For those of us who are your contemporaries and were once neighbors, I have to believe that my understanding of your book, and its visceral impact, are heightened by my sense of familiarity. For example, I was a student of Mr. Renwick in the early 1960s. He commanded our respect and he taught us so much. We must bring back capable teaching of social studies and it must include all of our histories. Thank you from my heart for sharing your stories.

Whitney Wetherill

I grew up near Flemington so I was familiar with the Hopewell area. I have read a few books about African American history in New Jersey and your summary of the slavery era through the Great Migration is the best I have read. I also enjoyed the discussion of the African American community in the Hopewell-Pennington area, including the recipes. Very interesting. It shows how much life has changed over the last 60 years.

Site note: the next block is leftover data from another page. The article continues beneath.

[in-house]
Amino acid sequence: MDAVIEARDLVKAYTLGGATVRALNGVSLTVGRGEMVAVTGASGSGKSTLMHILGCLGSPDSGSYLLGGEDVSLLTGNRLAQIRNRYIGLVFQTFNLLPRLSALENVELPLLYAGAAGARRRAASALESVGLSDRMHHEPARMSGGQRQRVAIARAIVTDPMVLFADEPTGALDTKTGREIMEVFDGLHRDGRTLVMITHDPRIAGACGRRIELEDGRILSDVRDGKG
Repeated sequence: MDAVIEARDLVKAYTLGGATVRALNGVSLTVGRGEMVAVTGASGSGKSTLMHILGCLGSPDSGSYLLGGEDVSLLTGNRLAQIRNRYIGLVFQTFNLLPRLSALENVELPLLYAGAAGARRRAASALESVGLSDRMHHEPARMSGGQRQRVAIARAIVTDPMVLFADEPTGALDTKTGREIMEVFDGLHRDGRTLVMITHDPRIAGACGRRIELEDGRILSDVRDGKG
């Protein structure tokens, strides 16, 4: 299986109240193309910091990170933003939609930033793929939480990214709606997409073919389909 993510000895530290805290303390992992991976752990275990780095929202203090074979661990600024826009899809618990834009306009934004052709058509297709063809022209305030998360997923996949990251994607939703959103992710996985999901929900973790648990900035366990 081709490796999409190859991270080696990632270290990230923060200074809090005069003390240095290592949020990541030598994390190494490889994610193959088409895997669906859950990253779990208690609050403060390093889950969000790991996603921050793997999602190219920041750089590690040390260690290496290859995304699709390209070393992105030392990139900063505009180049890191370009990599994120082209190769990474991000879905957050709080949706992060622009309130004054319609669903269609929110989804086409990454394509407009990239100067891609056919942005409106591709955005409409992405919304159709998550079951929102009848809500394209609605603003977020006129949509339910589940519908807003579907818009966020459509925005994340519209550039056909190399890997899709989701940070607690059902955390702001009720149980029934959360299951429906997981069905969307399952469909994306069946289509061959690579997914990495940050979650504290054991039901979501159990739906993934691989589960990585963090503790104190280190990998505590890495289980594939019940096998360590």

Brian Armstrong

I gave my brother a copy of “If These Stones Could Talk” as an early Christmas present. It was the first book he had read in a long time, and he could not put it down! We spent the entire holiday talking about family history.

Pat Payne, Retired Library (and Truehart relative)

This is an excellent and important book that has some personal meaning for me: I was honored and privileged to create a map for the book, featuring African American historic and cultural sites in the Sourland Mountain region.

Kevin Burkman, Trustee, Stoutsburg Sourland African American Museum